Ghana, a country south of the sahara has many budding entrepreneurs and is considered a lower middle income country with a sizable youthful population largely entrenpreneurial. Some of them who have been globally recognized include game changers, Bright Simons, and Elikem Kuenyehia.
But, the field of entrepreneurship poses a lot of challenges for many Ghanaians charting its slippery road. Many face several hurdles and are not able to surmount and hence, fold up initiatives.
Elikem for instance had to price his services low to stay competitive even with superior services as initial clients who took the risk on him became loyal advocates since. In an interview with Global Voices Online, he encourages aspiring young entrepreneurs to invest in their own personal development. And adds that, “Africa is changing rapidly and will continue to do so. None of us can predict with real certainty what the various markets and opportunities will look in five, ten, fifteen, twenty (etc) years. But we can prepare for these opportunities if we invest in our own personal development”.
For Bright, he has had to pursue partnerships outside of Ghana combating counterfeit medicines which abound in his homeland but, for which he is unable to tackle due a seemingly uncooperative public sector. His social enterprise’s mobile health platform allows all patients and consumers – regardless of educational background, income or status – to instantly verify the safety and efficacy of their medicines using their own or a shared mobile phone at no cost across the 95% of territory where a mobile signal is available.
Kumasi Center research highlights two main challenges facing entrepreneurship in Ghana. The first being human resources – many of the entrepreneurs spoken to complain of not finding the right human resources for their business and those that run such businesses may not possess the requisite skills to manage their own enterprises. The other is start-up and management capital. With a less developed venture capital or private equity market in Ghana, it is a headache for budding entrepreneurs to source capital for their enterprise especially during the start-up phase. Hence, bright ideas are not implemented – as banks are also completely unhelpful in the area of supporting and growing businesses.
If business owners and aspiring entrepreneurs spend time to build their capacity and recruit right focussing on know-how and values, the HR hurdle and associated challenges can be curtailed. In this area Kumasi Center has launched a program dubbed entrepreneurship series to address issues of human resource constraint. Business owners, students and aspiring entrepreneurs who participate in the program are giving training in entrepreneurship, management, value based leadership and mentorship support through Barclays Bank Ghana staff. The program is expected to empower young Ghanaians to change mindset from job seeking to job creation with the requisite support mechanisms.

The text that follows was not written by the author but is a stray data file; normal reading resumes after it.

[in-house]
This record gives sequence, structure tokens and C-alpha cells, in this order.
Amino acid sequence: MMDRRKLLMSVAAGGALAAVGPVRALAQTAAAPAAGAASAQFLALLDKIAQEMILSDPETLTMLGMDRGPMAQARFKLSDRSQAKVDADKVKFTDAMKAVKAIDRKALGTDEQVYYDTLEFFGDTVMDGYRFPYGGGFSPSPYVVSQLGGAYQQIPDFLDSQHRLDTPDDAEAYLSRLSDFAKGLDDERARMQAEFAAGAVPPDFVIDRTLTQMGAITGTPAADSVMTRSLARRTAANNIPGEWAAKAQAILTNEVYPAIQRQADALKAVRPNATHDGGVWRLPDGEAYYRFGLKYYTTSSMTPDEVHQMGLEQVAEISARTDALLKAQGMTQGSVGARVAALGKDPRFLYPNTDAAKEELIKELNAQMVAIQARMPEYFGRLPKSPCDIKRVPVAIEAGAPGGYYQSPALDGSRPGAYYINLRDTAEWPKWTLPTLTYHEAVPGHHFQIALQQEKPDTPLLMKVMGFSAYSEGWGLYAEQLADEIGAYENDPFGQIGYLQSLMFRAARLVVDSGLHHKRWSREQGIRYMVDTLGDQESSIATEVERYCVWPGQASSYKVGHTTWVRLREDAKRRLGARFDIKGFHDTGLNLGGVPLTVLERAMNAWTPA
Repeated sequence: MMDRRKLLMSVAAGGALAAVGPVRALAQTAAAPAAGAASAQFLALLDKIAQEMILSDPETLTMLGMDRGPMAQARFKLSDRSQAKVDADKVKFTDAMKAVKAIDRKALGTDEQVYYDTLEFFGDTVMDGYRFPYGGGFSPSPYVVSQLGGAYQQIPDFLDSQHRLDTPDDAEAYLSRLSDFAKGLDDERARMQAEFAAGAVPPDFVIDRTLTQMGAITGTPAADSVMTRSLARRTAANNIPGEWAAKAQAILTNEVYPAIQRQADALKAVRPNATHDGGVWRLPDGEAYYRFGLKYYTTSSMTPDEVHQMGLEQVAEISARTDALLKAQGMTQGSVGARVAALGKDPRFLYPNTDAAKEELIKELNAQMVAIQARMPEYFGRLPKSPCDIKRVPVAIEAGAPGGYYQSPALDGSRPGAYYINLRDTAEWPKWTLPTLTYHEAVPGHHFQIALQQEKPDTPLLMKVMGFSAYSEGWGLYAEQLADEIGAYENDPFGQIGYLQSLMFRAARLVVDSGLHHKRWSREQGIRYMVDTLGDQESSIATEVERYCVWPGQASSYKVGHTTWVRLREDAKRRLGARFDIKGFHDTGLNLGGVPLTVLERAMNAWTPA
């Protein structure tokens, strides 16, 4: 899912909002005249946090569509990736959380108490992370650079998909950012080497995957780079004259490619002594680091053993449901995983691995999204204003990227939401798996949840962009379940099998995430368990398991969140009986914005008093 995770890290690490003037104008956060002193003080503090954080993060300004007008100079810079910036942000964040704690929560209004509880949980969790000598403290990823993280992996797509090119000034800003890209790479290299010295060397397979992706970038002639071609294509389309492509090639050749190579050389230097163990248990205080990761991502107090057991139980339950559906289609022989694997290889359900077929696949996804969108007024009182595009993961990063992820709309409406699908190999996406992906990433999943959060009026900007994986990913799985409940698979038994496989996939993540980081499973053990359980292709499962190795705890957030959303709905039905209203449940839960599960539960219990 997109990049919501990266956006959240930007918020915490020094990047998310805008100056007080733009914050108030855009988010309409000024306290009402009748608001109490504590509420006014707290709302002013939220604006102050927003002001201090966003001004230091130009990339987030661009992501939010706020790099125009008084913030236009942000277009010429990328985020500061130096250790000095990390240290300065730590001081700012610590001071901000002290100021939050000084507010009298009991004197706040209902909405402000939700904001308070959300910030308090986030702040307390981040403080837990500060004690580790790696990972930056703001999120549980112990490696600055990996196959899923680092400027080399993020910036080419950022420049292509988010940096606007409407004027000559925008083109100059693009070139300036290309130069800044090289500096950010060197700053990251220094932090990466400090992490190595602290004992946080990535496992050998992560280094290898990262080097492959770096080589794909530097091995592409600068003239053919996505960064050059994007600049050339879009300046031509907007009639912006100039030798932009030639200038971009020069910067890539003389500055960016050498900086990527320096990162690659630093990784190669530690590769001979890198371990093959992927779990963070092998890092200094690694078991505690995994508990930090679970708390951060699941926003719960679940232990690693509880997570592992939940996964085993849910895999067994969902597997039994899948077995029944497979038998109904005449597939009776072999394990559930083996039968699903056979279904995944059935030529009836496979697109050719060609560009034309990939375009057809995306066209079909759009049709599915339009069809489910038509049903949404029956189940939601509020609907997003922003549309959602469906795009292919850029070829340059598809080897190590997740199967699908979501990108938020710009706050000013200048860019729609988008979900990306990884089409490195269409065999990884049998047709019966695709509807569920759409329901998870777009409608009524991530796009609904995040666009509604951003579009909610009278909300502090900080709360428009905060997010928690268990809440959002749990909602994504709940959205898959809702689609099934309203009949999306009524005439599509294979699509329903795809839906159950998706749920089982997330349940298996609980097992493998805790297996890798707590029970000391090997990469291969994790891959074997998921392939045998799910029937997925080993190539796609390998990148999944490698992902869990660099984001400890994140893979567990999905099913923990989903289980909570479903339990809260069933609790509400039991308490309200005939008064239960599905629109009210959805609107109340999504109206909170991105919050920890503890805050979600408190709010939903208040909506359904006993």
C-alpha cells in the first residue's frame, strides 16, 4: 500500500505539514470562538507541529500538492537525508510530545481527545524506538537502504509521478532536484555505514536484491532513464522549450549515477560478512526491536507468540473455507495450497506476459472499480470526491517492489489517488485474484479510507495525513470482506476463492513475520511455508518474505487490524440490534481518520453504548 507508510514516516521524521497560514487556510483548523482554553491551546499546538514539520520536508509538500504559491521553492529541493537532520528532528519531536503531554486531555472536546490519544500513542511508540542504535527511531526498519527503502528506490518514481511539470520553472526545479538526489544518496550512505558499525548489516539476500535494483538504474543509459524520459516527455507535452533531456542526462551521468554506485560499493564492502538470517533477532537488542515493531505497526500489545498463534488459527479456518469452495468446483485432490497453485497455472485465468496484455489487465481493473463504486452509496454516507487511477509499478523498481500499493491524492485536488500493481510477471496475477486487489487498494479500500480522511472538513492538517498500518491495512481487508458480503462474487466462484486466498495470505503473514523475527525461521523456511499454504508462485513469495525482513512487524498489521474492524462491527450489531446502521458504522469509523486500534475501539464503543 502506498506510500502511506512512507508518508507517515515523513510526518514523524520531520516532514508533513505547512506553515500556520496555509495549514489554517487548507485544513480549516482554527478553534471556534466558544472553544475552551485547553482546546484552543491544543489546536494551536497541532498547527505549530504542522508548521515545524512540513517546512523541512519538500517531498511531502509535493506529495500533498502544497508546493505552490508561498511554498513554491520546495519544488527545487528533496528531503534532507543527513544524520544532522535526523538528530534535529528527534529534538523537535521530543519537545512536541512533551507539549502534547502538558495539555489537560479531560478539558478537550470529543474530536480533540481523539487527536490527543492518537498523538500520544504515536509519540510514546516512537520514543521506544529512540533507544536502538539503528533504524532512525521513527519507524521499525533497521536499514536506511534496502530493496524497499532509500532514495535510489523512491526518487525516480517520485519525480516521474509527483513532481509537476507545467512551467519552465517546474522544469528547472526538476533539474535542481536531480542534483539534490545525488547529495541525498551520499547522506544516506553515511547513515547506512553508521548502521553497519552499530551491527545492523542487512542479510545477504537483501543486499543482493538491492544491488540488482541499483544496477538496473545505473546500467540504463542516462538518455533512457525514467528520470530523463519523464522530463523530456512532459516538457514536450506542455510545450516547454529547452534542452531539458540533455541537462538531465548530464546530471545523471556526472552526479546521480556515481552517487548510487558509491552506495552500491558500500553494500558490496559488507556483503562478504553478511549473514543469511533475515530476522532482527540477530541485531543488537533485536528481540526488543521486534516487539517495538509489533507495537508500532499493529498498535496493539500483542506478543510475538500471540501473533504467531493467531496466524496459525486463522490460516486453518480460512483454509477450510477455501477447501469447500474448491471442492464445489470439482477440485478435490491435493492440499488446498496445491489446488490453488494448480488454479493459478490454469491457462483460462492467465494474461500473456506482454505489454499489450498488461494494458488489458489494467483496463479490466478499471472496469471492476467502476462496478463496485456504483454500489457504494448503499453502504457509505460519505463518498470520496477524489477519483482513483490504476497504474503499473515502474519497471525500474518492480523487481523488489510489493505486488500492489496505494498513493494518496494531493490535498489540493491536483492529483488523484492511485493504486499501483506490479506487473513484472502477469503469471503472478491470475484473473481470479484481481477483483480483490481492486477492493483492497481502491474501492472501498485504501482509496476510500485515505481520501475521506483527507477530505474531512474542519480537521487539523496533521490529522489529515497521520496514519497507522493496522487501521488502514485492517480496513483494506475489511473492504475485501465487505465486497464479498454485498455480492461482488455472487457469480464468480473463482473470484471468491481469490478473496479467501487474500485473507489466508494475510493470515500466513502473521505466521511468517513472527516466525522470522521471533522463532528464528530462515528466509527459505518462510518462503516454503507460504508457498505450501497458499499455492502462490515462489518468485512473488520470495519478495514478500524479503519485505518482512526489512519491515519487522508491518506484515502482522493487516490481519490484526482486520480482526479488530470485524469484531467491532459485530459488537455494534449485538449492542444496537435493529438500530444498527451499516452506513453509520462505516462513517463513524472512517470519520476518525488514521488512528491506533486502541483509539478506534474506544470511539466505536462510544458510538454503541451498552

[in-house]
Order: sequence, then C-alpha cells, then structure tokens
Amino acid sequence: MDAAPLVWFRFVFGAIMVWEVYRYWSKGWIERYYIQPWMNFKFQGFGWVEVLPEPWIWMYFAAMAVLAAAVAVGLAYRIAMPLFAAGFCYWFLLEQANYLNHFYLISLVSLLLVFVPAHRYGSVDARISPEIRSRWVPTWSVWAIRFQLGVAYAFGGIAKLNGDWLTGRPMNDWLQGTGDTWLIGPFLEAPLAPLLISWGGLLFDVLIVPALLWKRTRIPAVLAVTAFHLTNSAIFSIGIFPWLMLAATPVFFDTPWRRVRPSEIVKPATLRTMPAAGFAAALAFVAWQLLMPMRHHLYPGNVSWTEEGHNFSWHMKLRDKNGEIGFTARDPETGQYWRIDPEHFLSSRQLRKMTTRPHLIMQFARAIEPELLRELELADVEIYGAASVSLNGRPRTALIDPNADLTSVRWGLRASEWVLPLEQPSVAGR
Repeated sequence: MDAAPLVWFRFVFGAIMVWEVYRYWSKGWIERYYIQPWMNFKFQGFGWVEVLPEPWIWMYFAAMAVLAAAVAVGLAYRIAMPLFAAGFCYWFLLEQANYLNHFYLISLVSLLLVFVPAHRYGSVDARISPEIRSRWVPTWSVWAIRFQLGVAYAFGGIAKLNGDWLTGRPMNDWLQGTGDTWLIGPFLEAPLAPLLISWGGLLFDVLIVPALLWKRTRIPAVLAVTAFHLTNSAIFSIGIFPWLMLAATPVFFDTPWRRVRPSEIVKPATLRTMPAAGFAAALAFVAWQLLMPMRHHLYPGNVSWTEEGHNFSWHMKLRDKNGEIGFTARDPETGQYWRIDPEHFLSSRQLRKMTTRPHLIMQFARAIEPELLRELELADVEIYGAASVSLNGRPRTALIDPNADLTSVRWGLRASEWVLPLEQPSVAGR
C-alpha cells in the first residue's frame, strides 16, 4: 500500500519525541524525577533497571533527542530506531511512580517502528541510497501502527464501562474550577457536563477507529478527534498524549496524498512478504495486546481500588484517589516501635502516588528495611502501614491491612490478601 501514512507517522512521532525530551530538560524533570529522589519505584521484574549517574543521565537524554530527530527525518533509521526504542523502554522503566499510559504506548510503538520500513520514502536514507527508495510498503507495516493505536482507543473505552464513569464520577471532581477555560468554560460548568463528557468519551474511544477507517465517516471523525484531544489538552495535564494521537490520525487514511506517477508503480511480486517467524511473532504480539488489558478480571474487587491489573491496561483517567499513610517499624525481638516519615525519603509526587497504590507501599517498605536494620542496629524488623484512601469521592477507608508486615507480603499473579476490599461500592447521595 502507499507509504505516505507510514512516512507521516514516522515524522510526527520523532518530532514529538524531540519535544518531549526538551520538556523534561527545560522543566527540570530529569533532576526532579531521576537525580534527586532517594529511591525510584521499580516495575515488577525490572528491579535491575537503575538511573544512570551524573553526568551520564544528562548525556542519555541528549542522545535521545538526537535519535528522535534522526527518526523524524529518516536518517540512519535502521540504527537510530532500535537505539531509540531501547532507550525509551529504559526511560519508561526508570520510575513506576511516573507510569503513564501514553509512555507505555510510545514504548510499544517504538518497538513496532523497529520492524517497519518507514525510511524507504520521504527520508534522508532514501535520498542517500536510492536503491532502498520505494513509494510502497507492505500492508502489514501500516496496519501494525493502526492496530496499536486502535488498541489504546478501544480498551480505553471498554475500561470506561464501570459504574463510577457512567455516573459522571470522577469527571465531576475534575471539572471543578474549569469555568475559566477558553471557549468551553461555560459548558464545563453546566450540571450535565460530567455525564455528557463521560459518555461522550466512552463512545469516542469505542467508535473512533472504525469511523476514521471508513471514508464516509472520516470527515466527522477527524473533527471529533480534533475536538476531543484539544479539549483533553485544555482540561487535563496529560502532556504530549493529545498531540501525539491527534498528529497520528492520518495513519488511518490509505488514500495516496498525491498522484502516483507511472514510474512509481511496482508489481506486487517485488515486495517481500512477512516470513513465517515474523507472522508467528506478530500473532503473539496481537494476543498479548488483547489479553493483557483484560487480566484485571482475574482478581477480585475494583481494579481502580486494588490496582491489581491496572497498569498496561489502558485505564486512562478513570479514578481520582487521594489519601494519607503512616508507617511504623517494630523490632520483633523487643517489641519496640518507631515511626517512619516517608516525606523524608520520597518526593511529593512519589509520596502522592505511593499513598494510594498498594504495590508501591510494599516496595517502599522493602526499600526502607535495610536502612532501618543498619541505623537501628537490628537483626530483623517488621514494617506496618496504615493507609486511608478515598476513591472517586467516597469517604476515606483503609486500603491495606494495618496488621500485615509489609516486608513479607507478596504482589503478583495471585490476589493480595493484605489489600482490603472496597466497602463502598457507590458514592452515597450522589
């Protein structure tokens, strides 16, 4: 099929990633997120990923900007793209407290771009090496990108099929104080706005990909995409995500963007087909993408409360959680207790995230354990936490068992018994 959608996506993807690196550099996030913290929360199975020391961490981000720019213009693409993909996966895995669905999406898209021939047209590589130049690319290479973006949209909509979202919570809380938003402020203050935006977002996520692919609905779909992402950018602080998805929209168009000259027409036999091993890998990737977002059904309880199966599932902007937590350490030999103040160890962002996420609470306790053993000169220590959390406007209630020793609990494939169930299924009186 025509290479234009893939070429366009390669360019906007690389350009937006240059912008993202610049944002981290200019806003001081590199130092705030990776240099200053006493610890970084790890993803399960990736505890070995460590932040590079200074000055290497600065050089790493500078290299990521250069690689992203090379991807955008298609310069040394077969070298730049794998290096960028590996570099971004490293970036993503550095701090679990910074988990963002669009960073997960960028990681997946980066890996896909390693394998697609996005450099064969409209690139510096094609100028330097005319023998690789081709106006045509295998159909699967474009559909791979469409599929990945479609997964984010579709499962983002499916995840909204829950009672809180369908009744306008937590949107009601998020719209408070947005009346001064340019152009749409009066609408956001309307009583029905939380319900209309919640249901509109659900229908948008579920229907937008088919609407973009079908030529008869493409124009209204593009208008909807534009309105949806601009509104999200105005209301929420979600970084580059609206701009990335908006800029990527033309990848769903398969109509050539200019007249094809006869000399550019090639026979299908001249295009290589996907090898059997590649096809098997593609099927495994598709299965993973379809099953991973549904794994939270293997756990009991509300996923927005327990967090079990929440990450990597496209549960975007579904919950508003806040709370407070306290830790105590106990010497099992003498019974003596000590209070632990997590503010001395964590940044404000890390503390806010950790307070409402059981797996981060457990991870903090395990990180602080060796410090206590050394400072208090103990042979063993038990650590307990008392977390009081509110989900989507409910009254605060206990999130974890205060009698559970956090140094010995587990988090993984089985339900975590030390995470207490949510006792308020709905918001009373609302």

To address the issue of funding, the government of Ghana set up the venture capital trust fund to support entrepreneurs but is largely underfunded. Perhaps a policy that encourages local banks with their partners to grow businesses is needed to boost the sector. On the part of Kumasi Center and funding for start-ups, collaboration is being pursued with the Ghana Center for Entrepreneurship, Employment and Innovation, a unique public-private-partnership with the Government of Ghana in developing customized funding and start-up tool scheme to address financial and resource constraints.
Although challenges abound, the prospect of changing the ‘game’ through collaboration and innovation makes working in the sector worthwhile.
Yaw Adu-Gyamfi– is a consultant on Governance and Sustainable Development and Director at Kumasi Center for Life-Long Learning, a center for skills training and entrepreneurship, research and advocacy based in Kumasi, Ghana.